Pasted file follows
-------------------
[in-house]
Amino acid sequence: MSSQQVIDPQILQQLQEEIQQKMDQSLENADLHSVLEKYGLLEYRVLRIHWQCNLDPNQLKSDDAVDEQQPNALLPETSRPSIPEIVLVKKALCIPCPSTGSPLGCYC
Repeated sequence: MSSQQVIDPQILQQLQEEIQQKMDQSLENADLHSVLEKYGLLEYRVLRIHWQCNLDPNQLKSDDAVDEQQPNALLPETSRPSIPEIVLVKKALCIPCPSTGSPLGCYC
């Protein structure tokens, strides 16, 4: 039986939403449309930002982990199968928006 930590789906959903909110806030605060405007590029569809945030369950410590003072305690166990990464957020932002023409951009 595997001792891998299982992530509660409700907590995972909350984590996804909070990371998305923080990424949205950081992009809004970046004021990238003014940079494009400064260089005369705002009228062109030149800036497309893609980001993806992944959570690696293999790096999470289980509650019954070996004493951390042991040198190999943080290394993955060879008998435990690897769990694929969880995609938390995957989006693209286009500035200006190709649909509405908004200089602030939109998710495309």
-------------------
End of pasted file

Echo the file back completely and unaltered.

[in-house]
Amino acid sequence: MSSQQVIDPQILQQLQEEIQQKMDQSLENADLHSVLEKYGLLEYRVLRIHWQCNLDPNQLKSDDAVDEQQPNALLPETSRPSIPEIVLVKKALCIPCPSTGSPLGCYC
Repeated sequence: MSSQQVIDPQILQQLQEEIQQKMDQSLENADLHSVLEKYGLLEYRVLRIHWQCNLDPNQLKSDDAVDEQQPNALLPETSRPSIPEIVLVKKALCIPCPSTGSPLGCYC
């Protein structure tokens, strides 16, 4: 039986939403449309930002982990199968928006 930590789906959903909110806030605060405007590029569809945030369950410590003072305690166990990464957020932002023409951009 595997001792891998299982992530509660409700907590995972909350984590996804909070990371998305923080990424949205950081992009809004970046004021990238003014940079494009400064260089005369705002009228062109030149800036497309893609980001993806992944959570690696293999790096999470289980509650019954070996004493951390042991040198190999943080290394993955060879008998435990690897769990694929969880995609938390995957989006693209286009500035200006190709649909509405908004200089602030939109998710495309």